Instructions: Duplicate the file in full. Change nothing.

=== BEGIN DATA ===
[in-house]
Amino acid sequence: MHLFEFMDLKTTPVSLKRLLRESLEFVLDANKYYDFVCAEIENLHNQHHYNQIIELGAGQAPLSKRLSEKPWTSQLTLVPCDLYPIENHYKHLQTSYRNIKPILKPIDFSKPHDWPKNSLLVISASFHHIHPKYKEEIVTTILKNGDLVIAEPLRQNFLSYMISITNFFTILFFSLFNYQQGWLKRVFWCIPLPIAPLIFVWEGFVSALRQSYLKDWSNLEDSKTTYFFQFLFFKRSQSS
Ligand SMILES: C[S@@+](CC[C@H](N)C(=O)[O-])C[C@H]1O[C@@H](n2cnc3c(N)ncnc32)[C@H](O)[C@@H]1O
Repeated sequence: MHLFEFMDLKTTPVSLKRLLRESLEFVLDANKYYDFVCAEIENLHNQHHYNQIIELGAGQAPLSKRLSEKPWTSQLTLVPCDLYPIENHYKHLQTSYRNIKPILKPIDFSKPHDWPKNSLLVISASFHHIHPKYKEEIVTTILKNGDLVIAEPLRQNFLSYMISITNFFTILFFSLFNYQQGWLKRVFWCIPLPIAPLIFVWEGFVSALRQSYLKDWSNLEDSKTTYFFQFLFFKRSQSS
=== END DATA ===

[in-house]
Amino acid sequence: MHLFEFMDLKTTPVSLKRLLRESLEFVLDANKYYDFVCAEIENLHNQHHYNQIIELGAGQAPLSKRLSEKPWTSQLTLVPCDLYPIENHYKHLQTSYRNIKPILKPIDFSKPHDWPKNSLLVISASFHHIHPKYKEEIVTTILKNGDLVIAEPLRQNFLSYMISITNFFTILFFSLFNYQQGWLKRVFWCIPLPIAPLIFVWEGFVSALRQSYLKDWSNLEDSKTTYFFQFLFFKRSQSS
Ligand SMILES: C[S@@+](CC[C@H](N)C(=O)[O-])C[C@H]1O[C@@H](n2cnc3c(N)ncnc32)[C@H](O)[C@@H]1O
Repeated sequence: MHLFEFMDLKTTPVSLKRLLRESLEFVLDANKYYDFVCAEIENLHNQHHYNQIIELGAGQAPLSKRLSEKPWTSQLTLVPCDLYPIENHYKHLQTSYRNIKPILKPIDFSKPHDWPKNSLLVISASFHHIHPKYKEEIVTTILKNGDLVIAEPLRQNFLSYMISITNFFTILFFSLFNYQQGWLKRVFWCIPLPIAPLIFVWEGFVSALRQSYLKDWSNLEDSKTTYFFQFLFFKRSQSS